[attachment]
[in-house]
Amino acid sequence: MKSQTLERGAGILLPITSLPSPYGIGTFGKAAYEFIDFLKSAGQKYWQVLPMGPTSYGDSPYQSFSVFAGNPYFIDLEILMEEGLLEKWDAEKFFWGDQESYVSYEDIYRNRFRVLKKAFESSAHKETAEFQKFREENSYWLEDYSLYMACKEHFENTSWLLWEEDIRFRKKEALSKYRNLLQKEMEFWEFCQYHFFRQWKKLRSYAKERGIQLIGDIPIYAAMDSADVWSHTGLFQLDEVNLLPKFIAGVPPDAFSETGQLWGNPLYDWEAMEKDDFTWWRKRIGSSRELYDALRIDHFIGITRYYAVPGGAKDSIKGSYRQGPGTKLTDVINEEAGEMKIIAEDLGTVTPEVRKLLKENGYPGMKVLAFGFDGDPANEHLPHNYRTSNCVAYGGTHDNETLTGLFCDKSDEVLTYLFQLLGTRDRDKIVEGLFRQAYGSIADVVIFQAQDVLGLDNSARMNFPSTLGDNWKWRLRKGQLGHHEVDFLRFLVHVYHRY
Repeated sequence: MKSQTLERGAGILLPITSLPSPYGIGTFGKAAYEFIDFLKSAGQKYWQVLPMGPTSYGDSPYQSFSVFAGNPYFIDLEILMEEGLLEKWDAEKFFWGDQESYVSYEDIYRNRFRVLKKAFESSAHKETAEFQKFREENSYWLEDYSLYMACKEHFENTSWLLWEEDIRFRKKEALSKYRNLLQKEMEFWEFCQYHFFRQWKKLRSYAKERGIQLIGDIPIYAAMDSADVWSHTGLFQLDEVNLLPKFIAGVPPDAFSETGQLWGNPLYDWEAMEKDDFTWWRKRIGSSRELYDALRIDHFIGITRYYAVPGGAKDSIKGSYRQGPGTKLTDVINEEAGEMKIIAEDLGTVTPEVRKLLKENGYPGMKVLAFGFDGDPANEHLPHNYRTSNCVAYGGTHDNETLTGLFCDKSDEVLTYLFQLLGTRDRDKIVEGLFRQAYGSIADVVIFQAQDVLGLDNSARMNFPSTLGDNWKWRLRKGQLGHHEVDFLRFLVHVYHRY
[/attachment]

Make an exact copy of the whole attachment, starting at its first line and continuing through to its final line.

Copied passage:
[in-house]
Amino acid sequence: MKSQTLERGAGILLPITSLPSPYGIGTFGKAAYEFIDFLKSAGQKYWQVLPMGPTSYGDSPYQSFSVFAGNPYFIDLEILMEEGLLEKWDAEKFFWGDQESYVSYEDIYRNRFRVLKKAFESSAHKETAEFQKFREENSYWLEDYSLYMACKEHFENTSWLLWEEDIRFRKKEALSKYRNLLQKEMEFWEFCQYHFFRQWKKLRSYAKERGIQLIGDIPIYAAMDSADVWSHTGLFQLDEVNLLPKFIAGVPPDAFSETGQLWGNPLYDWEAMEKDDFTWWRKRIGSSRELYDALRIDHFIGITRYYAVPGGAKDSIKGSYRQGPGTKLTDVINEEAGEMKIIAEDLGTVTPEVRKLLKENGYPGMKVLAFGFDGDPANEHLPHNYRTSNCVAYGGTHDNETLTGLFCDKSDEVLTYLFQLLGTRDRDKIVEGLFRQAYGSIADVVIFQAQDVLGLDNSARMNFPSTLGDNWKWRLRKGQLGHHEVDFLRFLVHVYHRY
Repeated sequence: MKSQTLERGAGILLPITSLPSPYGIGTFGKAAYEFIDFLKSAGQKYWQVLPMGPTSYGDSPYQSFSVFAGNPYFIDLEILMEEGLLEKWDAEKFFWGDQESYVSYEDIYRNRFRVLKKAFESSAHKETAEFQKFREENSYWLEDYSLYMACKEHFENTSWLLWEEDIRFRKKEALSKYRNLLQKEMEFWEFCQYHFFRQWKKLRSYAKERGIQLIGDIPIYAAMDSADVWSHTGLFQLDEVNLLPKFIAGVPPDAFSETGQLWGNPLYDWEAMEKDDFTWWRKRIGSSRELYDALRIDHFIGITRYYAVPGGAKDSIKGSYRQGPGTKLTDVINEEAGEMKIIAEDLGTVTPEVRKLLKENGYPGMKVLAFGFDGDPANEHLPHNYRTSNCVAYGGTHDNETLTGLFCDKSDEVLTYLFQLLGTRDRDKIVEGLFRQAYGSIADVVIFQAQDVLGLDNSARMNFPSTLGDNWKWRLRKGQLGHHEVDFLRFLVHVYHRY